By Guelda Voien
Alden Global Capital has deployed millions since the start of the pandemic, including an offer last week to buy newspaper publisher Tribune Publishing — but the hedge fund manager has also allegedly been stiffing the landlord at its Manhattan headquarters on rent payments since last April, according to a complaint filed yesterday.
SL Green, the hedge fund manager’s landlord at the posh office space it just vacated, wants Alden to cough up more than $5 million in damages for back rent and losses related to breaking its lease, according to the New York State Supreme Court complaint. Alden leases the entire 34th floor of 885 Third Avenue, which is known as the Lipstick Building.
The REIT took over as de facto landlord last July after the ground lessor failed to pay its rent, and notified Alden of the change at that time, the suit alleges. But not only did checks for the monthly rent of just over $100,000 allegedly fail to arrive, Alden is liable for further rent under its lease, which it chose to terminate in January, SL Green’s attorneys claim. The REIT estimates it is owed “in excess” of USD 5m, not including Alden’s nearly $500,000 deposit — which SL Green claims it can pocket.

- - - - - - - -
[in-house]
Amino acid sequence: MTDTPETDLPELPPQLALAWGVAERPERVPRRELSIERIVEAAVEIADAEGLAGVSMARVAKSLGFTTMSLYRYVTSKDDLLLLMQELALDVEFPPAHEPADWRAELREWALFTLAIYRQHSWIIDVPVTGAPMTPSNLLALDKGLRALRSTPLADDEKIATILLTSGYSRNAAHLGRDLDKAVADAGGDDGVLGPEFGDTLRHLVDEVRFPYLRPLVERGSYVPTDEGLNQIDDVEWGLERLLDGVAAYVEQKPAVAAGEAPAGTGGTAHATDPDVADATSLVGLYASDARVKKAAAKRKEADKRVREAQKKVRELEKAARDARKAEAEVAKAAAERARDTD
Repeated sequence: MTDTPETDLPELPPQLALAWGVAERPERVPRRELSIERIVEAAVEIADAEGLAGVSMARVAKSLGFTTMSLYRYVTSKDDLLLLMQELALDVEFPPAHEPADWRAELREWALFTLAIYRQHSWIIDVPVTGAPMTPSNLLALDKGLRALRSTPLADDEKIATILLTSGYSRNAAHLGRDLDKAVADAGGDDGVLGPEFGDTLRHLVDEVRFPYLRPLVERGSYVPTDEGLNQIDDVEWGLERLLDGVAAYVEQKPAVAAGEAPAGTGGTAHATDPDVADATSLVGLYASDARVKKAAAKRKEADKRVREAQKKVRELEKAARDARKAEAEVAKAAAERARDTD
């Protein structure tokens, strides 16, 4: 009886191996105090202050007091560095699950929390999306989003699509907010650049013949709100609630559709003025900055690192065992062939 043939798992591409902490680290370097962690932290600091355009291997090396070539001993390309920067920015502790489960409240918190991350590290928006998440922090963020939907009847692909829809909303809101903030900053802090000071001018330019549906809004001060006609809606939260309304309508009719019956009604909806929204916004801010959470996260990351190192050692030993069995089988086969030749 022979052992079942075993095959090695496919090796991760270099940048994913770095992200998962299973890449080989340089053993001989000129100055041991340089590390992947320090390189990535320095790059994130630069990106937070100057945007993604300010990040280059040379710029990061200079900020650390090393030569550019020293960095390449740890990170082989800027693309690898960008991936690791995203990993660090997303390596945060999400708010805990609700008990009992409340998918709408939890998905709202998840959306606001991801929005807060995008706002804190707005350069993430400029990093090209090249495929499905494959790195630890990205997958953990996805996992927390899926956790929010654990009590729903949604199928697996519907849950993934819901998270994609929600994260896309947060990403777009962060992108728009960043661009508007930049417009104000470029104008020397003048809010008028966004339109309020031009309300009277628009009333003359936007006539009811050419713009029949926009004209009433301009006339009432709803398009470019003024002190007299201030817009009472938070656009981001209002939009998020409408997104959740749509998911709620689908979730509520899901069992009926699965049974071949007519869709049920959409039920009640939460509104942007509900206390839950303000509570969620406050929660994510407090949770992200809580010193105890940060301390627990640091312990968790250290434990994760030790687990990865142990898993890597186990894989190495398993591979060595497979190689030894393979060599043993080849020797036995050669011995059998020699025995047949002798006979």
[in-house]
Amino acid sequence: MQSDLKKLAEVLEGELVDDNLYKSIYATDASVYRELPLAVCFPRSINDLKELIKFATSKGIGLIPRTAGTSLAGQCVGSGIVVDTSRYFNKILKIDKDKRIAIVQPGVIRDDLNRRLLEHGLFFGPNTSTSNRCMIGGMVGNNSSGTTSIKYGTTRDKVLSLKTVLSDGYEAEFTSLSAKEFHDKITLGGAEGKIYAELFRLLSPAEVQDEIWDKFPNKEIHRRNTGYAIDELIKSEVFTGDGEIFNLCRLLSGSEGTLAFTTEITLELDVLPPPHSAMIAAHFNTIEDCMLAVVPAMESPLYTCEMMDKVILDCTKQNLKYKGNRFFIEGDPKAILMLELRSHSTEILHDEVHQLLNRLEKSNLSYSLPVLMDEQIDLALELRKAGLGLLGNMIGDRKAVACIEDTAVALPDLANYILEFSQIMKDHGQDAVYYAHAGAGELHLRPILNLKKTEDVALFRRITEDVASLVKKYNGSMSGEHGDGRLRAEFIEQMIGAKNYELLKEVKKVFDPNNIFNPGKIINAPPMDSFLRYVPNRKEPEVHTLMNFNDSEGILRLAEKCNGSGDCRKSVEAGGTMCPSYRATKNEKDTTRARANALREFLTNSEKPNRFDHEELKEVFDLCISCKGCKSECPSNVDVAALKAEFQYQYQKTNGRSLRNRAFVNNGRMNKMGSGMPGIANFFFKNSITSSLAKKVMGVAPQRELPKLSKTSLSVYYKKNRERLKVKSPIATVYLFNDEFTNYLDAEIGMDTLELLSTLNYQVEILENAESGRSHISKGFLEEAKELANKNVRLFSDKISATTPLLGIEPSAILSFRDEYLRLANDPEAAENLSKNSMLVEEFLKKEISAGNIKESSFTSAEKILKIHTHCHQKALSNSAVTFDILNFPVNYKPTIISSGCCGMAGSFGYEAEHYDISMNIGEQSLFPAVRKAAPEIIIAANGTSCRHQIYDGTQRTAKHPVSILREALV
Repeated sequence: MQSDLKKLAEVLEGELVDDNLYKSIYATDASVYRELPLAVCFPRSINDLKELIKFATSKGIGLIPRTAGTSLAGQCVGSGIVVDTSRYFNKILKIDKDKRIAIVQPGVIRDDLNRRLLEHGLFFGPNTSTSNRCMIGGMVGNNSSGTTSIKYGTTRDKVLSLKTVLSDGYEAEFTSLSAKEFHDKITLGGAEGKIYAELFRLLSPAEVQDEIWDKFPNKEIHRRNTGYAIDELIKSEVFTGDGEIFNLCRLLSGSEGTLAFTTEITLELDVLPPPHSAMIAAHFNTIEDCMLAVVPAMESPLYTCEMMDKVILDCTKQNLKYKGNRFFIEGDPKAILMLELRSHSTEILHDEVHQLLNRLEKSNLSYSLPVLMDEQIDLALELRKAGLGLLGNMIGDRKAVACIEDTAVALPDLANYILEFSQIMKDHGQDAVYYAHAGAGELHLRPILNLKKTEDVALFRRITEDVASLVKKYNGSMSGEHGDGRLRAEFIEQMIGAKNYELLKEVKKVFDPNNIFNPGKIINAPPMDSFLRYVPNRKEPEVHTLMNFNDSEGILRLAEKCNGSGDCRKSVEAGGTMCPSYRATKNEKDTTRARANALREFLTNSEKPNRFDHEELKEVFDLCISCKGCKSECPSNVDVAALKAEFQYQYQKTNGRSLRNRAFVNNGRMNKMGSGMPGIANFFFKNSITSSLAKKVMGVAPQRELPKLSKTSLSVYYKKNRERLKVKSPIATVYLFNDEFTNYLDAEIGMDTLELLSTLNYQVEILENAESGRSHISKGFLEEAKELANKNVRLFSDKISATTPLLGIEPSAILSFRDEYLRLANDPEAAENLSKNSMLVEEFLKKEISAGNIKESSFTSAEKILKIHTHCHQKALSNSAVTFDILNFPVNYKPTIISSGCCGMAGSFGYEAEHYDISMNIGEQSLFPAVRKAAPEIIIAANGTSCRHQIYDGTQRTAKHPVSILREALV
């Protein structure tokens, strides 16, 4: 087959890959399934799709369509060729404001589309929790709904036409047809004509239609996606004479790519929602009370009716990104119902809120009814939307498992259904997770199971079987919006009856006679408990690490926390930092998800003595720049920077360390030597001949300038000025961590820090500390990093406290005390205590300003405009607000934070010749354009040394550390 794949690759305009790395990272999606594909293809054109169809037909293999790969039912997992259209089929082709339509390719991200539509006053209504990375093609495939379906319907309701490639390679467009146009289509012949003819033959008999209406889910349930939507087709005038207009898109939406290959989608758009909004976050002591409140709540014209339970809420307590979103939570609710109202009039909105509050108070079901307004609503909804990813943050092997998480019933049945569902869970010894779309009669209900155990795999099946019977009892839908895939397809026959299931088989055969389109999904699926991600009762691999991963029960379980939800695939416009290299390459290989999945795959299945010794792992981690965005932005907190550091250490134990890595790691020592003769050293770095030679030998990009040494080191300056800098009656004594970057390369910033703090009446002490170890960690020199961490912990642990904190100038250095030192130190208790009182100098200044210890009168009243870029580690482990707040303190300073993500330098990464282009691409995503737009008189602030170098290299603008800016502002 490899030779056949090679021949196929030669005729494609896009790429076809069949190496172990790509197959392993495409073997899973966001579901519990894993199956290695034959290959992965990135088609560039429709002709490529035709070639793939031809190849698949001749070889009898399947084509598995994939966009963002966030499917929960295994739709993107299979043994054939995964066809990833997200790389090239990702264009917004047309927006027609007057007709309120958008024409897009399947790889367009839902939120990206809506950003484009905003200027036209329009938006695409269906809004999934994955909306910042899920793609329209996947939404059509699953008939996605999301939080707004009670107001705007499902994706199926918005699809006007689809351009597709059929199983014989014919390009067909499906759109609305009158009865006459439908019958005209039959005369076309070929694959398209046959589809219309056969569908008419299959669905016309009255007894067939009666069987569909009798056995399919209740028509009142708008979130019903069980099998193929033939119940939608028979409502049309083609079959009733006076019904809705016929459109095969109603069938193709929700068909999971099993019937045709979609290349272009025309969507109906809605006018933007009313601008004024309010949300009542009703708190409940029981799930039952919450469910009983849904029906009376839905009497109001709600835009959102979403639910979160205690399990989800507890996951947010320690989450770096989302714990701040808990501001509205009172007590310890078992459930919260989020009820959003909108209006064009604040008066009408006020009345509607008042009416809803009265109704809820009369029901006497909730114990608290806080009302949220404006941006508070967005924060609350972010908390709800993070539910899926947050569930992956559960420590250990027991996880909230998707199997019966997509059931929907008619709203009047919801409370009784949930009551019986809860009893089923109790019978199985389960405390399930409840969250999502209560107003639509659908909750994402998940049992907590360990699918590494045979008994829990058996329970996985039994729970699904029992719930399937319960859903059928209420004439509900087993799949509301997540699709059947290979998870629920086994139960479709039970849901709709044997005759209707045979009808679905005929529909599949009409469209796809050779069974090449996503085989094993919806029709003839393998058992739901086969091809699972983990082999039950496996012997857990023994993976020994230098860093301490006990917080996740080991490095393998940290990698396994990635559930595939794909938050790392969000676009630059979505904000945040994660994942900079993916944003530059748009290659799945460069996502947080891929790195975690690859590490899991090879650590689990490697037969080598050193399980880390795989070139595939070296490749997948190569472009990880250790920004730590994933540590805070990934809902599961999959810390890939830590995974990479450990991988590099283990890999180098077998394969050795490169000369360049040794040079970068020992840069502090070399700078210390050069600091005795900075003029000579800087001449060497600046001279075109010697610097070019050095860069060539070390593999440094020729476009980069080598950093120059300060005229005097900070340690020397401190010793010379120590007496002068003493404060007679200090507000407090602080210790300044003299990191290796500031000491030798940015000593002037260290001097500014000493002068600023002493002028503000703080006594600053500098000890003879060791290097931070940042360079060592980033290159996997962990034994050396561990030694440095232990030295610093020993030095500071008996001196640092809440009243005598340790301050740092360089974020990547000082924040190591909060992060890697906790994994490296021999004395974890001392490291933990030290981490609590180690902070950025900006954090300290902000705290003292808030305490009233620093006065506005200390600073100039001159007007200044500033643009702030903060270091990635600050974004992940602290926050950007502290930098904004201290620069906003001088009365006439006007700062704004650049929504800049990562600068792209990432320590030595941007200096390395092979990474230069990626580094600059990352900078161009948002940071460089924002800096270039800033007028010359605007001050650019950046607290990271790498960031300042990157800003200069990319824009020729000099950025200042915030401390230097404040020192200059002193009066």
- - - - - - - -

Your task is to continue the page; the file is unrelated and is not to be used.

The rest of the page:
The fee simple interest in the Lipstick building backs a $272m single-asset/single-borrower CMBS deal, CSMC 2017-LSTK, which has been in special servicing since June, according to Trepp.
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The landlord also notes that Alden owns 50.1% of Digital First Media, which owns 50 U.S. newspapers and has been characterized as a cutthroat steward of those companies. The Washington Post has described the hedge fund as a “ruthless … corporate strip-miner.”
Alden is also under contract to purchase Tribune Publishing in a deal valued at $630 million, according to multiple press reports.
SL Green’s suit claims the risk of a government-led shutdown is borne by the tenant, according to Alden’s lease. “The lease does not include any general force majeure clause,” the suit reads (emphasis in original).
In support of their claims, the SL Green attorneys cited a rent dispute last year between a Manhattan landlord and Victoria’s Secret in which a judge sided with the landlord in a situation similarly lacking a force majeure clause.
The case is 885 3rd Avenue Realty Owner LLC vs. Alden Global Capital LLC in New York County Supreme Court.
Guelda Voien is a Debtwire ABS reporter covering mortgage-backed securities. She can be reached at Guelda.Voien@acuris.com.